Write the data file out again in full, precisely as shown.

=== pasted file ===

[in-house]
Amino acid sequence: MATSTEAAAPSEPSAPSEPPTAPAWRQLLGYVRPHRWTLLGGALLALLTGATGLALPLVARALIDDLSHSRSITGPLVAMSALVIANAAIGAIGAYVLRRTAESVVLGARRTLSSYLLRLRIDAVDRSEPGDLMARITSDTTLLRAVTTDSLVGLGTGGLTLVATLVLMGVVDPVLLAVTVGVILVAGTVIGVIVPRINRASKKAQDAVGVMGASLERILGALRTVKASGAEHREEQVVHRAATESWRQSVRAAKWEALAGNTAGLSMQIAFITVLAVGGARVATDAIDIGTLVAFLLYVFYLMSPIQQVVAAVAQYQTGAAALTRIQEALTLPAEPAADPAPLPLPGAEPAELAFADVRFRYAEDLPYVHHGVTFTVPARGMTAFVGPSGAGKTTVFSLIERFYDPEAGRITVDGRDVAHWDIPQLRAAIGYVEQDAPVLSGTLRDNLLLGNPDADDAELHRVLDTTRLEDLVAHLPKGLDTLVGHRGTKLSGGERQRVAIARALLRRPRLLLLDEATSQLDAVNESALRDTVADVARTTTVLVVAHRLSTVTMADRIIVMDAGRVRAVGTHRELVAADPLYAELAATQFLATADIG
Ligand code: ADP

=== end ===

[in-house]
Amino acid sequence: MATSTEAAAPSEPSAPSEPPTAPAWRQLLGYVRPHRWTLLGGALLALLTGATGLALPLVARALIDDLSHSRSITGPLVAMSALVIANAAIGAIGAYVLRRTAESVVLGARRTLSSYLLRLRIDAVDRSEPGDLMARITSDTTLLRAVTTDSLVGLGTGGLTLVATLVLMGVVDPVLLAVTVGVILVAGTVIGVIVPRINRASKKAQDAVGVMGASLERILGALRTVKASGAEHREEQVVHRAATESWRQSVRAAKWEALAGNTAGLSMQIAFITVLAVGGARVATDAIDIGTLVAFLLYVFYLMSPIQQVVAAVAQYQTGAAALTRIQEALTLPAEPAADPAPLPLPGAEPAELAFADVRFRYAEDLPYVHHGVTFTVPARGMTAFVGPSGAGKTTVFSLIERFYDPEAGRITVDGRDVAHWDIPQLRAAIGYVEQDAPVLSGTLRDNLLLGNPDADDAELHRVLDTTRLEDLVAHLPKGLDTLVGHRGTKLSGGERQRVAIARALLRRPRLLLLDEATSQLDAVNESALRDTVADVARTTTVLVVAHRLSTVTMADRIIVMDAGRVRAVGTHRELVAADPLYAELAATQFLATADIG
Ligand code: ADP